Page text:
Related Function:

The RATE function calculates the interest rate required to pay off a specified amount of a loan, or to reach a target amount on an investment, over a given period.

Syntax

=RATE(nper,pmt,pv,[fv],[type],[guess])

Arguments

Argument Description
nper The total number of payment periods in an annuity
pmt The payment made each period and cannot change over the life of the annuity. Typically, pmt includes principal and interest but no other fees or taxes.

  If pmt is omitted, the [fv] argument must be included
pv The present value — the total amount that a series of future payments is worth now
[fv] Optional. The future value, or a cash balance you want to attain after the last payment is made.

  If [fv] is omitted, the default is 0, e.g. the future value of a loan is 0
  If [fv] is omitted, the pmt argument must be included
[type] Optional. Defines whether the payment is made at the start or the end of the period. The [type] argument can have the value 0 or 1, meaning:

  0 the payment is made at the end of the period; default if argument is omitted
  1 the payment is made at the beginning of the period
[guess] Optional. Your guess for what the rate will be

  If [guess] is omitted, it is assumed to be 10 percent
  If RATE does not converge, try different values for [guess]. RATE usually converges if [guess] is between 0 and 1

Examples

  A B C D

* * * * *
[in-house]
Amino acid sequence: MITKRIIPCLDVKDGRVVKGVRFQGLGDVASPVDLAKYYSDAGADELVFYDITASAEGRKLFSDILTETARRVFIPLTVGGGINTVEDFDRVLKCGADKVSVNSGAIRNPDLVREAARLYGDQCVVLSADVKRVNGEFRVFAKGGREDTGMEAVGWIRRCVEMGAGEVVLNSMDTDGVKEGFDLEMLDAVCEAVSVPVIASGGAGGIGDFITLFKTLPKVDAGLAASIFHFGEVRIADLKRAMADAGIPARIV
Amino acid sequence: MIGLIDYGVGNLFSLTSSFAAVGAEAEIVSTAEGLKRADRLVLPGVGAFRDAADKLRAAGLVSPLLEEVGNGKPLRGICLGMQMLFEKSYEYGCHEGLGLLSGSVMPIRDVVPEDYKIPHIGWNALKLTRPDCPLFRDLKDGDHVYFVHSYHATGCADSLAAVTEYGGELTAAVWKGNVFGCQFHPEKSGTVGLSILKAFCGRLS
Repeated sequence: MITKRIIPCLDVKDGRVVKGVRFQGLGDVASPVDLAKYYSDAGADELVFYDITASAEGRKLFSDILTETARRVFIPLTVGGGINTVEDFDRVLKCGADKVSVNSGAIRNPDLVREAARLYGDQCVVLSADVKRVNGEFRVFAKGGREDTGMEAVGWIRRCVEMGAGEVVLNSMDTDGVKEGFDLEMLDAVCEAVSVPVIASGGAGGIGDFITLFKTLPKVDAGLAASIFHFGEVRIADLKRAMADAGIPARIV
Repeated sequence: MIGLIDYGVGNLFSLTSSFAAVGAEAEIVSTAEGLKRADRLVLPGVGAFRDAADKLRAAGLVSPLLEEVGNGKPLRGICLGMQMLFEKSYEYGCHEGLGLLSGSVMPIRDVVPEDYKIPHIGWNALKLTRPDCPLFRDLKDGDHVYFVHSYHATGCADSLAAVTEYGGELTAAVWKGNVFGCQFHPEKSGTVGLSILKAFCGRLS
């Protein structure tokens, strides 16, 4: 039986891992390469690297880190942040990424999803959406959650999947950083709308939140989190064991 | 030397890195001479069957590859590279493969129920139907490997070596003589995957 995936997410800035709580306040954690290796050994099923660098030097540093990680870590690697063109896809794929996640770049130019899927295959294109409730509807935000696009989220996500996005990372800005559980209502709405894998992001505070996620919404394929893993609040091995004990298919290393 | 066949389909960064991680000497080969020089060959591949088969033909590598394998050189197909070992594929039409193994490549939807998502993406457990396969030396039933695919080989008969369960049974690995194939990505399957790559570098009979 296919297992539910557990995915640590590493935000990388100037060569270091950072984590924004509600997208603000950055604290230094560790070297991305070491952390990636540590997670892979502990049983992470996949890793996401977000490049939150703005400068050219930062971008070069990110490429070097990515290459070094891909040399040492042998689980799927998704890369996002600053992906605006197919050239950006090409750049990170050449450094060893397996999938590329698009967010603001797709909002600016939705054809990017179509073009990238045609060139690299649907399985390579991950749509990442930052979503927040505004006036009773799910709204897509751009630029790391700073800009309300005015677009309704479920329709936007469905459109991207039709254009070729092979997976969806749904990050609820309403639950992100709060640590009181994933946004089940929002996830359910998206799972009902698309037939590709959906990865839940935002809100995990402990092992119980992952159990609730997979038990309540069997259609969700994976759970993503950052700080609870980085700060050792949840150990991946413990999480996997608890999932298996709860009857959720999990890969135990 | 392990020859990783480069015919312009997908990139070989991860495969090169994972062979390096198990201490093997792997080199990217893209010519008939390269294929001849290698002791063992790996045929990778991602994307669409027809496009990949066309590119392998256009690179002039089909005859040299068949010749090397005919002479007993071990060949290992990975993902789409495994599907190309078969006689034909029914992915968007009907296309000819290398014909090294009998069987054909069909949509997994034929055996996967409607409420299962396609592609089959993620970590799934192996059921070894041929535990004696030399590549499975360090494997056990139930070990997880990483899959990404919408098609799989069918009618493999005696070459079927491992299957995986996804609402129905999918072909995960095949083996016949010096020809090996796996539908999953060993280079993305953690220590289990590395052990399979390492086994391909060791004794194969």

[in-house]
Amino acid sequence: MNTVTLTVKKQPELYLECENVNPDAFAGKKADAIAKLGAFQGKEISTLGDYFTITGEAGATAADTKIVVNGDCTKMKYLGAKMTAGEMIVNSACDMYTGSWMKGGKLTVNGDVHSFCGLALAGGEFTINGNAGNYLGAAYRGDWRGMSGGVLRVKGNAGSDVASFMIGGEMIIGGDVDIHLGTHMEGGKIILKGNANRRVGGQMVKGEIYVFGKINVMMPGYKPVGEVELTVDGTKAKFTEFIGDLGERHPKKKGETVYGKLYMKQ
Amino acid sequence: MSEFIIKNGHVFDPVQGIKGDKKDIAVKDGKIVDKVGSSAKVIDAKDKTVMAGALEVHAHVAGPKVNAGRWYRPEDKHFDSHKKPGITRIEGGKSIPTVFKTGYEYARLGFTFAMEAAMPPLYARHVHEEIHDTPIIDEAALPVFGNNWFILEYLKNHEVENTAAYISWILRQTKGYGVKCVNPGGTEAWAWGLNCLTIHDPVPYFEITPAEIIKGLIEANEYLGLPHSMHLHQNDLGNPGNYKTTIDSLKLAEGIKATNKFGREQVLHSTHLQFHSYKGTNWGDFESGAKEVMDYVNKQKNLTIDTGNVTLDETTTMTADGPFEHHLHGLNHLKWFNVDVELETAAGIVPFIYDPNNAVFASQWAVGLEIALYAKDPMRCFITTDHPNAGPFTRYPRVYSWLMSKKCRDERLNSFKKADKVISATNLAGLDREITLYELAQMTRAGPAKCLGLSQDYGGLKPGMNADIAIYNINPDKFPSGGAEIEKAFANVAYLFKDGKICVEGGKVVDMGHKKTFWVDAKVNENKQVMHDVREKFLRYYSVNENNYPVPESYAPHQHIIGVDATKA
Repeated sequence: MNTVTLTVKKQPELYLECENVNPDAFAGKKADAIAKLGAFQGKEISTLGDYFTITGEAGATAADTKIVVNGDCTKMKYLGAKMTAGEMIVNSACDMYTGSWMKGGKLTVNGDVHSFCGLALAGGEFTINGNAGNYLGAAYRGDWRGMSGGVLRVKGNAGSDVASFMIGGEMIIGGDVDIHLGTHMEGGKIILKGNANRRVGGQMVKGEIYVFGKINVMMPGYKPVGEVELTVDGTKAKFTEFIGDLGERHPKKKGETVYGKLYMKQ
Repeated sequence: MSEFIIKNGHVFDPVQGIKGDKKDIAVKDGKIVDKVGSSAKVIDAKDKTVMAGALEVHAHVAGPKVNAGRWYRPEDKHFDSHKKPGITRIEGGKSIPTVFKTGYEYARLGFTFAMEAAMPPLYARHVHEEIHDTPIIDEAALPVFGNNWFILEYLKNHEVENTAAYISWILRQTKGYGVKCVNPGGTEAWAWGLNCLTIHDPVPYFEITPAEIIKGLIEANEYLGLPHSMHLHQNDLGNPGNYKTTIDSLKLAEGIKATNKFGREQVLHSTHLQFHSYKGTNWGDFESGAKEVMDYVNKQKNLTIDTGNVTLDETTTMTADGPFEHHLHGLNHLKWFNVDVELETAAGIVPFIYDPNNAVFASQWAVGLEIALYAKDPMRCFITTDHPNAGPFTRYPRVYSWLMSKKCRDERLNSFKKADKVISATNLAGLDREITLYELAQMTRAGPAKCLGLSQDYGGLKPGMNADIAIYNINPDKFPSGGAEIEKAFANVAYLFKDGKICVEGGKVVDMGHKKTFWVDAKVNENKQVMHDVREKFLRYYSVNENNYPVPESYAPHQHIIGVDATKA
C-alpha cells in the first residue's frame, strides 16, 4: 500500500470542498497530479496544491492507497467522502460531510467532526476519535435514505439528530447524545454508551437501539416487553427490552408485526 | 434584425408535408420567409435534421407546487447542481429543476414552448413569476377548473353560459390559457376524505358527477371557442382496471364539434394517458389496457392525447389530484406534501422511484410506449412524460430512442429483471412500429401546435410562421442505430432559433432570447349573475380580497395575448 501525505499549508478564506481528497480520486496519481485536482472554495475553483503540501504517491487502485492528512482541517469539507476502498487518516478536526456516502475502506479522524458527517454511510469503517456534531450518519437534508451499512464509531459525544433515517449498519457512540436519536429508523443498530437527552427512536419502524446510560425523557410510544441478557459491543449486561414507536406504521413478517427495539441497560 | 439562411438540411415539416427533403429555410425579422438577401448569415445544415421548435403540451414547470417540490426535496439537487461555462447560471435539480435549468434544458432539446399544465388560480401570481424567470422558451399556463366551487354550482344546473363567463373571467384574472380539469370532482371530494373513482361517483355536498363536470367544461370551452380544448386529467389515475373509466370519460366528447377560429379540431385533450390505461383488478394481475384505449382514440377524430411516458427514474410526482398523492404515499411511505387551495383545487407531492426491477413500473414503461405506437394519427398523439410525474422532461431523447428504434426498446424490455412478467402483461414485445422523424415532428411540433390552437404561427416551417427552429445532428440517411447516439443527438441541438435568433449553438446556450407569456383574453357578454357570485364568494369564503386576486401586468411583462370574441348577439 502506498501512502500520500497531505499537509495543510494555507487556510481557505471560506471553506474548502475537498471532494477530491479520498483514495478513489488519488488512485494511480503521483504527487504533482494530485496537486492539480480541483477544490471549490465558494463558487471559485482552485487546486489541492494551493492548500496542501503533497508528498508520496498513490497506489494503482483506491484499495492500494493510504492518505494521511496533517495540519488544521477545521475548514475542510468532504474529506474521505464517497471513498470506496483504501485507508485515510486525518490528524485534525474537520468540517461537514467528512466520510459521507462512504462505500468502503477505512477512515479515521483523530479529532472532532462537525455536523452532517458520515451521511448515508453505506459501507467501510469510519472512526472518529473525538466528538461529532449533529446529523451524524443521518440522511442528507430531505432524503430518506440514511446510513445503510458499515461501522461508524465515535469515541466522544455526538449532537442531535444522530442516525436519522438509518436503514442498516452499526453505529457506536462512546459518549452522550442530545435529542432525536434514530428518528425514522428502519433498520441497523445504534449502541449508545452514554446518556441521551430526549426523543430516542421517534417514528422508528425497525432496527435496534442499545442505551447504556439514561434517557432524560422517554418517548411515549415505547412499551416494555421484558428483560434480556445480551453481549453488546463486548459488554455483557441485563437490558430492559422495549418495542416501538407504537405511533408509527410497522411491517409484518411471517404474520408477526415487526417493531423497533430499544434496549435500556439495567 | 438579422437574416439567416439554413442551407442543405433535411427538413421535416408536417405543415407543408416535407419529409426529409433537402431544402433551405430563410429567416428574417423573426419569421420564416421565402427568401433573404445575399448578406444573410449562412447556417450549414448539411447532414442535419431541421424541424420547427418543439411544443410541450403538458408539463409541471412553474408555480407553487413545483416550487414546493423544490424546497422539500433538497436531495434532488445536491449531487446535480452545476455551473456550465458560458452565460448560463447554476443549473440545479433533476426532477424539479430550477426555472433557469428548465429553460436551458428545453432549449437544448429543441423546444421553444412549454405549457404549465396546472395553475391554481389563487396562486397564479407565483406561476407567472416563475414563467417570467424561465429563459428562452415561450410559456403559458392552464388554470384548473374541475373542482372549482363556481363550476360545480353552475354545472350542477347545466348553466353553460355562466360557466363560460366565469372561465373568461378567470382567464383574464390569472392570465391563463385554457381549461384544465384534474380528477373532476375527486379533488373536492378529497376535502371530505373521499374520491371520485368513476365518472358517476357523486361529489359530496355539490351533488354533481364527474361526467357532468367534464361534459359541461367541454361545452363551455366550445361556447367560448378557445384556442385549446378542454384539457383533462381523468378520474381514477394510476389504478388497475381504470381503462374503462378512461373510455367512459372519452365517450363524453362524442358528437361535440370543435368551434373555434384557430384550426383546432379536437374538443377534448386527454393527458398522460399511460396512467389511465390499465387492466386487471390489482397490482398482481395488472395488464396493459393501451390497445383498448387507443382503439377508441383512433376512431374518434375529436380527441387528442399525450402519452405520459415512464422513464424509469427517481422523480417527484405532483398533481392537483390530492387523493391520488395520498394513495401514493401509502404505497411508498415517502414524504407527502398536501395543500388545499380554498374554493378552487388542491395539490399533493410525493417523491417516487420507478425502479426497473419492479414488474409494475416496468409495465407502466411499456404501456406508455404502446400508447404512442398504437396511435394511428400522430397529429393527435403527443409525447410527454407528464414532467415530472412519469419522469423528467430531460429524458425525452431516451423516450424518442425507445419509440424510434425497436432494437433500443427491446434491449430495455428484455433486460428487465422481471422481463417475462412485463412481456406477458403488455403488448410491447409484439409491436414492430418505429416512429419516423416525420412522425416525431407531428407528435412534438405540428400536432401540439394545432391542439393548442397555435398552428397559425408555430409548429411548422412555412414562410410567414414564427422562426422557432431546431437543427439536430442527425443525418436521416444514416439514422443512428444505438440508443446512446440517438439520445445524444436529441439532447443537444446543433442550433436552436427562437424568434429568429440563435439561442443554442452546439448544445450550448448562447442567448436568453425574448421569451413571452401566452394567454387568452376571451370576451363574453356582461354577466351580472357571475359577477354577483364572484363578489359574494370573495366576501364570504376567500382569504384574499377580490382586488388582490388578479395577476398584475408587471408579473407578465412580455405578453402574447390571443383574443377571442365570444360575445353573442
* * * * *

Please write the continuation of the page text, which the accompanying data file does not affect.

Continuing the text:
1 Data      
2 4 Loan term – years    
3 -$200.00 Monthly payment    
4 $8,000 Present value    
5        
6 Formula Result Notes
7 =RATE(A2*12,A3,A4) 1% Monthly interest rate of the loan with the terms above
8 =RATE(A2*12,A3,A4)*12 9.24% Annual interest rate of the loan with the terms above

Note: In the example, the number of years had to be converted into months (=4*12)

Make sure that you are consistent about the units you use for specifying [guess] and nper. If you make monthly payments on a four-year loan at 12 percent annual interest, use 12%/12 for [guess] and 4*12 for nper.

Cash Flow Convention: In line with general cash flow conventions, outgoing payments are represented by negative numbers and incoming payments are represented by positive numbers.

Common Function Error(s)

Problem What went wrong
#VALUE! Occurs if any of the supplied arguments are not recognized as numeric values
#NUM! Occurs if if the function fails to converge to a solution

  Use the cash flow convention of negative numbers to represent outgoing payments and positive numbers to represent incoming payments
Result is much higher or much lower than expected Usually occurs due to failure to convert the nper to months or quarters, i.e.:

  months = 12 * years
  quarters = 4 * years
Result is presented as a zero or 0% Likely to be due to the formatting of the cell containing the function and can be fixed by formatting the cell as a percentage, with decimal places